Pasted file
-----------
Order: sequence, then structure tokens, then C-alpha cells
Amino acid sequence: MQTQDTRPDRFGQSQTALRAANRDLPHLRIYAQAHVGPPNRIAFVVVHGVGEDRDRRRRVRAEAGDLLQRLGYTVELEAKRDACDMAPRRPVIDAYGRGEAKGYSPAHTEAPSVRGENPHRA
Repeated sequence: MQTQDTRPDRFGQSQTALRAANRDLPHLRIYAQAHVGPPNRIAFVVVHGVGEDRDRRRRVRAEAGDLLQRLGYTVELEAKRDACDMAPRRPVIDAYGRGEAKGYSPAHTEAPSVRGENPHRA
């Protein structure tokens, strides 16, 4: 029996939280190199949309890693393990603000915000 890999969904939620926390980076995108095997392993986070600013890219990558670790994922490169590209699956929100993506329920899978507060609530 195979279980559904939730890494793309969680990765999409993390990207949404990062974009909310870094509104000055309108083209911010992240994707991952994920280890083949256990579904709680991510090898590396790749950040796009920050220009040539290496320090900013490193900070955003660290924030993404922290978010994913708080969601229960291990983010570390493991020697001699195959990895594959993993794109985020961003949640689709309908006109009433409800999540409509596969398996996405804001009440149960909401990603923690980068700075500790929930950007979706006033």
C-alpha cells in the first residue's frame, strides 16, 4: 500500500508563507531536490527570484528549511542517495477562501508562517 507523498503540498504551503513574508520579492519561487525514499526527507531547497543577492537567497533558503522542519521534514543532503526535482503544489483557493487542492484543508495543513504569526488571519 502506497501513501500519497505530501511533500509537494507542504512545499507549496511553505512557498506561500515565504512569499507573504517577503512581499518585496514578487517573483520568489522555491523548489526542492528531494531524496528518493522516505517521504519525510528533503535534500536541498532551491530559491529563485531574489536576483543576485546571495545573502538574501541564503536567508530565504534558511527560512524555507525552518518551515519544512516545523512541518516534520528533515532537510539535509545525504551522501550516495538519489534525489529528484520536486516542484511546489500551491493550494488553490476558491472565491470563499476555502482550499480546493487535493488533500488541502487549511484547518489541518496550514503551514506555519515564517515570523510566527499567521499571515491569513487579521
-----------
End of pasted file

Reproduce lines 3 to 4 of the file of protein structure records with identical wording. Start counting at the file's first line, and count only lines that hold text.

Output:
Repeated sequence: MQTQDTRPDRFGQSQTALRAANRDLPHLRIYAQAHVGPPNRIAFVVVHGVGEDRDRRRRVRAEAGDLLQRLGYTVELEAKRDACDMAPRRPVIDAYGRGEAKGYSPAHTEAPSVRGENPHRA
């Protein structure tokens, strides 16, 4: 029996939280190199949309890693393990603000915000 890999969904939620926390980076995108095997392993986070600013890219990558670790994922490169590209699956929100993506329920899978507060609530 195979279980559904939730890494793309969680990765999409993390990207949404990062974009909310870094509104000055309108083209911010992240994707991952994920280890083949256990579904709680991510090898590396790749950040796009920050220009040539290496320090900013490193900070955003660290924030993404922290978010994913708080969601229960291990983010570390493991020697001699195959990895594959993993794109985020961003949640689709309908006109009433409800999540409509596969398996996405804001009440149960909401990603923690980068700075500790929930950007979706006033």